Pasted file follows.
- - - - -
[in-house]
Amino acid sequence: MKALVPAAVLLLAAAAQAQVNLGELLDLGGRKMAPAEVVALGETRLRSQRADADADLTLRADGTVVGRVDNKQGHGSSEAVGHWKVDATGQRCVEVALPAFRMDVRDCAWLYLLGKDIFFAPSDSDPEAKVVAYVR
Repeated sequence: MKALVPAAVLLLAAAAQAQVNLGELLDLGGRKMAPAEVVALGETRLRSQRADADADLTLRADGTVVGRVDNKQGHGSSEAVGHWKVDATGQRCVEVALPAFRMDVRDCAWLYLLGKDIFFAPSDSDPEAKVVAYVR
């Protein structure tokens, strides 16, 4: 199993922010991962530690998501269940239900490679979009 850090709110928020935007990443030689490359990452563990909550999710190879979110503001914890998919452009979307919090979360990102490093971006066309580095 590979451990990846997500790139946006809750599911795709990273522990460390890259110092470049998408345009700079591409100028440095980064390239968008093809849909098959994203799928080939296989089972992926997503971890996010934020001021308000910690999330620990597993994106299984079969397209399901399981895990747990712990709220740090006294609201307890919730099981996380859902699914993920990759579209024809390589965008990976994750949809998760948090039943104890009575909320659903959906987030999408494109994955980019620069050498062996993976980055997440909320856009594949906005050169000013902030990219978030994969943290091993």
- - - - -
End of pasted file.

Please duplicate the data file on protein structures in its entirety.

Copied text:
[in-house]
Amino acid sequence: MKALVPAAVLLLAAAAQAQVNLGELLDLGGRKMAPAEVVALGETRLRSQRADADADLTLRADGTVVGRVDNKQGHGSSEAVGHWKVDATGQRCVEVALPAFRMDVRDCAWLYLLGKDIFFAPSDSDPEAKVVAYVR
Repeated sequence: MKALVPAAVLLLAAAAQAQVNLGELLDLGGRKMAPAEVVALGETRLRSQRADADADLTLRADGTVVGRVDNKQGHGSSEAVGHWKVDATGQRCVEVALPAFRMDVRDCAWLYLLGKDIFFAPSDSDPEAKVVAYVR
């Protein structure tokens, strides 16, 4: 199993922010991962530690998501269940239900490679979009 850090709110928020935007990443030689490359990452563990909550999710190879979110503001914890998919452009979307919090979360990102490093971006066309580095 590979451990990846997500790139946006809750599911795709990273522990460390890259110092470049998408345009700079591409100028440095980064390239968008093809849909098959994203799928080939296989089972992926997503971890996010934020001021308000910690999330620990597993994106299984079969397209399901399981895990747990712990709220740090006294609201307890919730099981996380859902699914993920990759579209024809390589965008990976994750949809998760948090039943104890009575909320659903959906987030999408494109994955980019620069050498062996993976980055997440909320856009594949906005050169000013902030990219978030994969943290091993």